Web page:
We clean the sink, mop the floor, and disinfect the garbage bins—but the worst kitchen grime is actually hidden in the appliances we use to cook our food!
That’s right. Bits of ingredients can cling to the blades of our blenders, and crumbs stuck in the bread toaster invites cockroaches and ants. That’s not the worst of it. When was the last time you cleaned your coffee maker? Could you be serving mold with your favorite house blend? Here are some simple tips for cleaning small kitchen appliances. Do regularly to prevent dirt and disease.
The easiest and fastest way to clean a blender is to fill it up with hot, soapy water, plug the appliance it, and run it at the high speed. Then, rinse off the soap and air dry.
However, this doesn’t get rid of deep-hidden dirt. Periodically unscrew all the blender’s parts (jar, blade, plastic base) and wash each in warm, soapy water. Rinse under tap water. To make the blades extra-clean, brush them with an old toothbrush while you rinse. Wipe the jar with glass cleaner and it looks sparkling brand new!
Your blender may retain the strong odors from mixing pesto, vinaigrettes, and spice rubs. To remove the smell, fill it with hot water and baking soda and run again at high speed. Use the hot water and baking soda solution to clean the base, too: just dip a rag and wipe.
2. Oven toasters
Remove the tray (which catches crumbs) and wash separately with warm soap water. Allow to try. If your toaster doesn’t have a tray, invert it and shake off the crumbs. Use an old, small toothbrush and scrup off burnt residue or stubborn crumbs. You may also want to suck out the dirt with a small, hand-held vacuum cleaner.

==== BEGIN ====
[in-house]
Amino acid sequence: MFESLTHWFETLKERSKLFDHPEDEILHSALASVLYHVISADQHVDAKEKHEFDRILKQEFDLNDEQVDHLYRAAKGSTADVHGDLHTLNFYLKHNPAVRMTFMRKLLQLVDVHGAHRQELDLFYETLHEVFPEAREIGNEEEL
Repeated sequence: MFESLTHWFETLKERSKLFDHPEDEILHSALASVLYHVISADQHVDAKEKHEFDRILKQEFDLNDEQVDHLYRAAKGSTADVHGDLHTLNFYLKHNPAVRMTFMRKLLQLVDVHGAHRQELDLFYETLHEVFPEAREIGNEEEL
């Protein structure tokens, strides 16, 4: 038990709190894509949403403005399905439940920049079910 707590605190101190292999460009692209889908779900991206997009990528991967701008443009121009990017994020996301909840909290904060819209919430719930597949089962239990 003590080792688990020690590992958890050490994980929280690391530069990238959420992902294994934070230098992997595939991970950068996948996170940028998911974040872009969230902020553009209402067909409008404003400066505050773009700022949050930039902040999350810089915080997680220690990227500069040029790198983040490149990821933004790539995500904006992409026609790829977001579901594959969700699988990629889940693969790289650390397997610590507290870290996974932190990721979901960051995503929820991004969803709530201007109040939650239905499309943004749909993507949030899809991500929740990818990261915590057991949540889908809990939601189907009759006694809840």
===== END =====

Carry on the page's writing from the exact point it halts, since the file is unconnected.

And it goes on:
Get a soft cloth or sponge, dip into warm soapy water, and then wipe the toaster exterior. The water should dissolve any grease.
3. Coffee makers
Pour equal parts of water and white vinegar into the water chamber. (The total amount depends on your coffee maker’s maximum capacity, but on average, you’ll need two to three cups.)
Turn the coffee maker on and let the water-vinegar solution percolate. Halfway through, turn off the unit, allowing the acetic acid to remove any deposits inside the machine. Leave for an hour. Then, turn your coffee maker back on and let the solution drip completely.
Throw away the solution and then fill the coffee maker with clean water. Percolate again, rinsing the machine from within.
After that, soap and rinse the pot and filter. Let it dry before using it again.
If you use your coffee maker a lot, or live in an area that uses hard water, do this cleaning process once a week. Otherwise, you can do this every month.